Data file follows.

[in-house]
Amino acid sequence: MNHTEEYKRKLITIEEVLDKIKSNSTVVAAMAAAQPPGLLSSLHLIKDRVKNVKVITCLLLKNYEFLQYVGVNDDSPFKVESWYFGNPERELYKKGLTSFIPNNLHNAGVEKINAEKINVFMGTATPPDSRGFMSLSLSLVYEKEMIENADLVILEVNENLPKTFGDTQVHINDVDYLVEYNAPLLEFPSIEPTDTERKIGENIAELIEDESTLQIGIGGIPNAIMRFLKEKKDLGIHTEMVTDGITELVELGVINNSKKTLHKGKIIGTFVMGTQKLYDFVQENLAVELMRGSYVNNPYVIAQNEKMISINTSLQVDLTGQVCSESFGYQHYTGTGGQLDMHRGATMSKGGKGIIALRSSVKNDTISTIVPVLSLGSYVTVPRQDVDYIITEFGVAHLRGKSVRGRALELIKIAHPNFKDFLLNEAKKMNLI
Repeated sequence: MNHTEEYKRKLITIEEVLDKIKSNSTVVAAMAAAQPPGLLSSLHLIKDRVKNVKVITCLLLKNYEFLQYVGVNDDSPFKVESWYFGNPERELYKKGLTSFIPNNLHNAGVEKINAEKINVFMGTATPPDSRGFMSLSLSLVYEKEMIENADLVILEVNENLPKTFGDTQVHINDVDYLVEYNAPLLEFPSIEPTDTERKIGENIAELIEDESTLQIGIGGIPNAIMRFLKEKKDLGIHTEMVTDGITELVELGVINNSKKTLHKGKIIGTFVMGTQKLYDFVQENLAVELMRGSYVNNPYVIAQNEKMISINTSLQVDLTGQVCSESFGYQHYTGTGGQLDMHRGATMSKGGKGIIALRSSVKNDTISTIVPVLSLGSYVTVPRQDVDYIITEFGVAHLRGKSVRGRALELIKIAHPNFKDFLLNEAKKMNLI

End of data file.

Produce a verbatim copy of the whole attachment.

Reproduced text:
[in-house]
Amino acid sequence: MNHTEEYKRKLITIEEVLDKIKSNSTVVAAMAAAQPPGLLSSLHLIKDRVKNVKVITCLLLKNYEFLQYVGVNDDSPFKVESWYFGNPERELYKKGLTSFIPNNLHNAGVEKINAEKINVFMGTATPPDSRGFMSLSLSLVYEKEMIENADLVILEVNENLPKTFGDTQVHINDVDYLVEYNAPLLEFPSIEPTDTERKIGENIAELIEDESTLQIGIGGIPNAIMRFLKEKKDLGIHTEMVTDGITELVELGVINNSKKTLHKGKIIGTFVMGTQKLYDFVQENLAVELMRGSYVNNPYVIAQNEKMISINTSLQVDLTGQVCSESFGYQHYTGTGGQLDMHRGATMSKGGKGIIALRSSVKNDTISTIVPVLSLGSYVTVPRQDVDYIITEFGVAHLRGKSVRGRALELIKIAHPNFKDFLLNEAKKMNLI
Repeated sequence: MNHTEEYKRKLITIEEVLDKIKSNSTVVAAMAAAQPPGLLSSLHLIKDRVKNVKVITCLLLKNYEFLQYVGVNDDSPFKVESWYFGNPERELYKKGLTSFIPNNLHNAGVEKINAEKINVFMGTATPPDSRGFMSLSLSLVYEKEMIENADLVILEVNENLPKTFGDTQVHINDVDYLVEYNAPLLEFPSIEPTDTERKIGENIAELIEDESTLQIGIGGIPNAIMRFLKEKKDLGIHTEMVTDGITELVELGVINNSKKTLHKGKIIGTFVMGTQKLYDFVQENLAVELMRGSYVNNPYVIAQNEKMISINTSLQVDLTGQVCSESFGYQHYTGTGGQLDMHRGATMSKGGKGIIALRSSVKNDTISTIVPVLSLGSYVTVPRQDVDYIITEFGVAHLRGKSVRGRALELIKIAHPNFKDFLLNEAKKMNLI